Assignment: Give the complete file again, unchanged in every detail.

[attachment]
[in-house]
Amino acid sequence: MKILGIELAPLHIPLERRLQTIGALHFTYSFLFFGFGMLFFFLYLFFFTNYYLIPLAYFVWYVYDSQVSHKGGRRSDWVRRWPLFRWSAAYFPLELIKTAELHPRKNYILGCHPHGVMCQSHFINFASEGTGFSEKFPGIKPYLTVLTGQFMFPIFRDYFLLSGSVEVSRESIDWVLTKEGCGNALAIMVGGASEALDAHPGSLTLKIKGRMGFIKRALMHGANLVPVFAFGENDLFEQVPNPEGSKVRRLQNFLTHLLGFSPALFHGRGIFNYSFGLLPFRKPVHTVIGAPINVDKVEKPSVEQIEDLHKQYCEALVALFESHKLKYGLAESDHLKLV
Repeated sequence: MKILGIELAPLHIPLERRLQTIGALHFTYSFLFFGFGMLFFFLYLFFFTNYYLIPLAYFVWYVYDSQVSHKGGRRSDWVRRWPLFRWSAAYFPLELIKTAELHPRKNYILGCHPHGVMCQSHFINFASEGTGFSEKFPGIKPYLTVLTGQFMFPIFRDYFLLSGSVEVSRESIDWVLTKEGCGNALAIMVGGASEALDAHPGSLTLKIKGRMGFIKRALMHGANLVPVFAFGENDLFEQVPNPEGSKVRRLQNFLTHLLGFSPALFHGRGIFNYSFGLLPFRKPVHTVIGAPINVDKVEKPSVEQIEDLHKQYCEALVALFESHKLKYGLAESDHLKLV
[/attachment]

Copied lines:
[in-house]
Amino acid sequence: MKILGIELAPLHIPLERRLQTIGALHFTYSFLFFGFGMLFFFLYLFFFTNYYLIPLAYFVWYVYDSQVSHKGGRRSDWVRRWPLFRWSAAYFPLELIKTAELHPRKNYILGCHPHGVMCQSHFINFASEGTGFSEKFPGIKPYLTVLTGQFMFPIFRDYFLLSGSVEVSRESIDWVLTKEGCGNALAIMVGGASEALDAHPGSLTLKIKGRMGFIKRALMHGANLVPVFAFGENDLFEQVPNPEGSKVRRLQNFLTHLLGFSPALFHGRGIFNYSFGLLPFRKPVHTVIGAPINVDKVEKPSVEQIEDLHKQYCEALVALFESHKLKYGLAESDHLKLV
Repeated sequence: MKILGIELAPLHIPLERRLQTIGALHFTYSFLFFGFGMLFFFLYLFFFTNYYLIPLAYFVWYVYDSQVSHKGGRRSDWVRRWPLFRWSAAYFPLELIKTAELHPRKNYILGCHPHGVMCQSHFINFASEGTGFSEKFPGIKPYLTVLTGQFMFPIFRDYFLLSGSVEVSRESIDWVLTKEGCGNALAIMVGGASEALDAHPGSLTLKIKGRMGFIKRALMHGANLVPVFAFGENDLFEQVPNPEGSKVRRLQNFLTHLLGFSPALFHGRGIFNYSFGLLPFRKPVHTVIGAPINVDKVEKPSVEQIEDLHKQYCEALVALFESHKLKYGLAESDHLKLV